As a landlord, your deposit protection scheme should be at the forefront of your consideration if you rent out residential property in England and Wales. Mandatory by law, these schemes have been put in place to ensure that you and the tenant are equally protected by certain requirements when a deposit is agreed upon.

During the term of the tenancy, this deposit can be held by you as the landlord to cover any non-payment of damage, rent, breakages, or cleaning during the tenancy period. Deposit protection has been a legal obligation on assured shorthold tenancies since April 2007.

Below we will provide a detailed outline of all you need to know as a landlord about deposit protection.

Obligated by law

Under UK law, any landlord letting property under an assured shorthold tenancy must place any deposit they receive in one of the three schemes available in England and Wales.

There are three government-approved tenancy deposit schemes to choose from, and they are as follows:

  • Deposit Protection Service (Custodial and Insured)
  • Tenancy Deposit Scheme (TDS)
  • My Deposits 

All tenancy deposit schemes will offer you either an insured or custodial protection scheme depending on whether you want the scheme to hold your deposit without any additional costs, or if you are willing to pay the scheme for your deposit to be insured.

It is the responsibility of you or your letting agent to put your tenants’ deposit in the chosen scheme within 30 days of getting it, otherwise you could find yourself in a vulnerable position, facing consequences such as: 

  • Your tenant will have a defence to any claim made by you for rent arrears.
  • Your tenant could claim three times the deposit amount in addition to the return of the deposit as recompense for your failings.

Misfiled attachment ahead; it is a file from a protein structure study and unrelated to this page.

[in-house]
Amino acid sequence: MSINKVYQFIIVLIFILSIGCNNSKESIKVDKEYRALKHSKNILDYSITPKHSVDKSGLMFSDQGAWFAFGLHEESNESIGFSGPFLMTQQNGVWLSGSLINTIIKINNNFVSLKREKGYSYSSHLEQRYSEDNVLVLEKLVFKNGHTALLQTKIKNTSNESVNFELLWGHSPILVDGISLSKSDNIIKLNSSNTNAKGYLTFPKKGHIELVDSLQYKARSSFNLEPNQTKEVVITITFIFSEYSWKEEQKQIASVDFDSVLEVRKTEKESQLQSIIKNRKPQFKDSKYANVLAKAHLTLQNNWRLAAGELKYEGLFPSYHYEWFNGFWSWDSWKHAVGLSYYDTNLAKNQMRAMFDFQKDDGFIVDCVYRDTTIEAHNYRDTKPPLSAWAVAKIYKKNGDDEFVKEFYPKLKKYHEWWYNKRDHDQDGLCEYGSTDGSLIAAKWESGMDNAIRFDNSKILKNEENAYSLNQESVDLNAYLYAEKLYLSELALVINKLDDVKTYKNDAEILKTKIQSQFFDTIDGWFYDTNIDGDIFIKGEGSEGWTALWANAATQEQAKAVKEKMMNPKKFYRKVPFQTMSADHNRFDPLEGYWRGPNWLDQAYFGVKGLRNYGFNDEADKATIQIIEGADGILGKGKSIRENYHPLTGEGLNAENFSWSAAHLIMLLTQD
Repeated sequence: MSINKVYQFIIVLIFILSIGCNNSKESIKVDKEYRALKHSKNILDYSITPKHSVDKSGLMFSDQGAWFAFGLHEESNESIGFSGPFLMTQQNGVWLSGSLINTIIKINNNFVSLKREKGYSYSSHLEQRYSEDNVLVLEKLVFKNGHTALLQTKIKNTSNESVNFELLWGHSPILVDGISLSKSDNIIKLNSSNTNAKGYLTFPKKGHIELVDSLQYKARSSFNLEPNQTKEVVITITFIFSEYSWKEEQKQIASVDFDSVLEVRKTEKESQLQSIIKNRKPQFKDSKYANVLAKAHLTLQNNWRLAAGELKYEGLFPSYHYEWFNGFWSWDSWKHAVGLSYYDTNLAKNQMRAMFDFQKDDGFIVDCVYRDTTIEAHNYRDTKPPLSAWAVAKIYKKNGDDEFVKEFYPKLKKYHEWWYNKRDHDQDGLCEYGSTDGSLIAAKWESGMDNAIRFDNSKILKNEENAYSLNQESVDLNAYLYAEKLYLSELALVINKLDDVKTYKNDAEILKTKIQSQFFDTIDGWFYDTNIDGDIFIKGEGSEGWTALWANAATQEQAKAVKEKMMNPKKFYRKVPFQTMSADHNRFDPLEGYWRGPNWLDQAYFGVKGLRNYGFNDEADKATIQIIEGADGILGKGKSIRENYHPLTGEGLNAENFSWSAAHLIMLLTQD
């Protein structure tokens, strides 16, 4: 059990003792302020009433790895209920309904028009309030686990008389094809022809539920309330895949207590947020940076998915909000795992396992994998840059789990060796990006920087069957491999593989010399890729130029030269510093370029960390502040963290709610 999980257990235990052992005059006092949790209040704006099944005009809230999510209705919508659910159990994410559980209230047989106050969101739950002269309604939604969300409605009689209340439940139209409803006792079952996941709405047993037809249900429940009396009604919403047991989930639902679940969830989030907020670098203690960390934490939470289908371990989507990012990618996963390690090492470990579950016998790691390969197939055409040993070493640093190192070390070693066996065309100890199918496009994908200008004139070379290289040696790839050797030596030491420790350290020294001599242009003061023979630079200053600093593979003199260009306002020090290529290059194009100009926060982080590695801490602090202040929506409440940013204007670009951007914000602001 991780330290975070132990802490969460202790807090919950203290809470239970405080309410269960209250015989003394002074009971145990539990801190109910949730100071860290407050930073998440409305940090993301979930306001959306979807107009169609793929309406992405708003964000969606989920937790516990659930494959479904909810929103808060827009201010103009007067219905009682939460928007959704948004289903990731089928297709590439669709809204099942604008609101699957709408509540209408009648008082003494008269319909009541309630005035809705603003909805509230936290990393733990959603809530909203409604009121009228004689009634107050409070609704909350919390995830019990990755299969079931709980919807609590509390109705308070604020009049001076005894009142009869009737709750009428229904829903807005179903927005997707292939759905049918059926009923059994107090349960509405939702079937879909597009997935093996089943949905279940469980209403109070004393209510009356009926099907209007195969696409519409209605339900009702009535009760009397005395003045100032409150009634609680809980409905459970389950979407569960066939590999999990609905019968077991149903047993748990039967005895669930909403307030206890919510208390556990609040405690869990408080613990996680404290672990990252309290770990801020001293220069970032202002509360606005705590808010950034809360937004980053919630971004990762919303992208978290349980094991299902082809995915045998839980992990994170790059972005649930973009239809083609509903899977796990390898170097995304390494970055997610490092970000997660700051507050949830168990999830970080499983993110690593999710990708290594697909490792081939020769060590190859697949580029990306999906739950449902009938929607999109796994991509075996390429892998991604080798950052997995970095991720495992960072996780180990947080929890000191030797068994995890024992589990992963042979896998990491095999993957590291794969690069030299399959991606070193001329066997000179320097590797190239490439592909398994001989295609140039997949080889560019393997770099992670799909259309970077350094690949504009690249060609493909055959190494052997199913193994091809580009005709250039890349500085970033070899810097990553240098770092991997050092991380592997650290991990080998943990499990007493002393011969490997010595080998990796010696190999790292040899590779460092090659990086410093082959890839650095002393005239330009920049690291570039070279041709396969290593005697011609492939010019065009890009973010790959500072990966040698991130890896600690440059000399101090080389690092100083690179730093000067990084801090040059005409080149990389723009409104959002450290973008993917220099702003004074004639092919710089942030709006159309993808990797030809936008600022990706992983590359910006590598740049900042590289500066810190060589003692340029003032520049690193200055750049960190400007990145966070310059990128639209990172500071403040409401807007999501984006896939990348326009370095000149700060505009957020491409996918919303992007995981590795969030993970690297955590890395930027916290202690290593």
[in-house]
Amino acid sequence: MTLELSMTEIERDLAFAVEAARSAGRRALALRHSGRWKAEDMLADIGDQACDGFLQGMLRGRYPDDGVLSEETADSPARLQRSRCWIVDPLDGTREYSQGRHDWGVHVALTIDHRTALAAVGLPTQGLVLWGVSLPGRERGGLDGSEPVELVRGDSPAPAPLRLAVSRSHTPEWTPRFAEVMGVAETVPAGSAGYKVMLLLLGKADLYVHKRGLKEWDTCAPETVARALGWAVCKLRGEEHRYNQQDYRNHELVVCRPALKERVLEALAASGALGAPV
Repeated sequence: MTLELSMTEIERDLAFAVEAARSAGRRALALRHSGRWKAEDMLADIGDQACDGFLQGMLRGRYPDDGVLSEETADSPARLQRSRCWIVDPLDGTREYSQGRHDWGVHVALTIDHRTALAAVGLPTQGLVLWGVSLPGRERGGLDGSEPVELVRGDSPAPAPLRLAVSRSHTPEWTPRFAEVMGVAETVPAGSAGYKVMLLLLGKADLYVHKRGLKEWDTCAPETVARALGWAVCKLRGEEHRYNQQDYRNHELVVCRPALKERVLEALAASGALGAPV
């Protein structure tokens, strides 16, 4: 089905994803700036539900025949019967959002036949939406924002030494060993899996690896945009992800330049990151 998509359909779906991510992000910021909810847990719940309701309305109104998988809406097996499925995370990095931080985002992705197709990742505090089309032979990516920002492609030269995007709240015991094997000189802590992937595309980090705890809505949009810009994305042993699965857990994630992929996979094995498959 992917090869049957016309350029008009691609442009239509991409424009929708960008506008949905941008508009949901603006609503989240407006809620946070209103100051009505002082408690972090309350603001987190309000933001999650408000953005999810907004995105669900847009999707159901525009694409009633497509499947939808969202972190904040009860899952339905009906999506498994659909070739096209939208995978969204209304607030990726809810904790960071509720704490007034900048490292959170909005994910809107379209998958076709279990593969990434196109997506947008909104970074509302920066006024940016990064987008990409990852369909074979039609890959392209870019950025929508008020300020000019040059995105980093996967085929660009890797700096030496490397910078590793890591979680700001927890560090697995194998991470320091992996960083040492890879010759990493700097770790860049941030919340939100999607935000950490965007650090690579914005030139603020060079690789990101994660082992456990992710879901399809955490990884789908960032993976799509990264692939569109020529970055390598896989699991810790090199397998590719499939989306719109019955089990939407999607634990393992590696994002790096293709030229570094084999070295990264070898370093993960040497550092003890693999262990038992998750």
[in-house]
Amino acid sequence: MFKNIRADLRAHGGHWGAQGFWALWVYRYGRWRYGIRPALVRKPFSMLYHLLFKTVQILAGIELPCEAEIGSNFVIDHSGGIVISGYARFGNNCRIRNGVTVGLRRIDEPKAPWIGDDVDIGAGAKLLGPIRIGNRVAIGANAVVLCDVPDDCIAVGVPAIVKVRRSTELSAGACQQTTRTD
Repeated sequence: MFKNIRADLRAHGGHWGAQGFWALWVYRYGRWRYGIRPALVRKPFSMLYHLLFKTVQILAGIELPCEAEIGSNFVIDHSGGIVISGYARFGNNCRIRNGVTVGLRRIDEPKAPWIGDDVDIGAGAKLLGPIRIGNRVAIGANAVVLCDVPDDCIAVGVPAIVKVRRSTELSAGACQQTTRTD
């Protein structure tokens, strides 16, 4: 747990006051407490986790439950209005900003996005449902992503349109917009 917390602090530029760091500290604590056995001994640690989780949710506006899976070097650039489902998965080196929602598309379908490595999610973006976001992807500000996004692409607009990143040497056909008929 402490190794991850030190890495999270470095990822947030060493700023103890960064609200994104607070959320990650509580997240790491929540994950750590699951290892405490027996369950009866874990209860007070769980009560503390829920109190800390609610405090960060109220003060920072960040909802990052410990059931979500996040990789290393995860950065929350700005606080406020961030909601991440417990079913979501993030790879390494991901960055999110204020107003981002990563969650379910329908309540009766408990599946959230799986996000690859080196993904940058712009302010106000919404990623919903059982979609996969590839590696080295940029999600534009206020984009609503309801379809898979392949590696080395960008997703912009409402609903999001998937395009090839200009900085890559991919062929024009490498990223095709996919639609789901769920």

• You cannot serve a valid Section 21 notice under Section 215 of the Housing Act 2004, with the only resolution available being that the deposit is returned to the tenant in full, or deduced as agreed between both parties, or to make a successful application to your country court under Section 214(1).

Procedure once the policy is protected

Once secured, it’s recommended that your tenant receives copies of any leaflets provided by the scheme which will contain relevant information regarding how it works.

This information will be imperative to the tenant/s since this is recognised as a legal requirement and failure to comply could lead to prosecution. 

Process for making deductions

Certain deductions can be made from the deposit when the tenant fails to uphold their duties as was stipulated in the tenancy agreement.

Examples of these deductions are as follows:

Missing items and damaged property

If you have reason to believe that an item has been damaged or have gone missing, then you can deduct money for the replacement. While your tenant is still occupying the residence and its contents suffer damage, then it is the tenants’ responsibility to repair or replace the affected area/item.

If it falls to you for the replacement at the tenant/s request, then you must present a receipt or estimate for items to your tenant/s if they request it before you make any deductions. The replacement of items due to normal wear and tear must be replaced by you, and deductions from the tenants’ deposit may not be made.

Unpaid or outstanding rent

You are within your rights to deduct any unpaid monies from your security deposit if your tenant leaves whilst owing you rent or maintenance costs. You can also begin court proceedings to recoup the remainder amount in excess of the security deposit that you hold from your former renter.

Cleaning deductions

If it was agreed upon that the tenant cleans the property before they vacate, but fails to do so, then you may deduct money for doing it for them.

The role of the deposit scheme at the end of the tenancy

An agreement will be reached about how the deposit will be returned, which the deposit scheme will follow through on. In the event of a dispute, your deposit scheme should be notified immediately as they will then hold the deposit until the courts, or their dispute resolution service decide on fair proceedings.

You can find out more about deposit protection schemes and your responsibilities as a landlord – from what information you need to provide your tenants with, to what happens if you don’t adequately protect their deposits – by clicking on the gov.uk page here.

For more information on how we can assist you on your letting journey, get in contact with our team at Key Property Consultants, where we provide a free and instant online valuation to see how much rent you could be charging in the current marketplace.

We are based in Penge and Welling, covering the whole of South East London and Kent.

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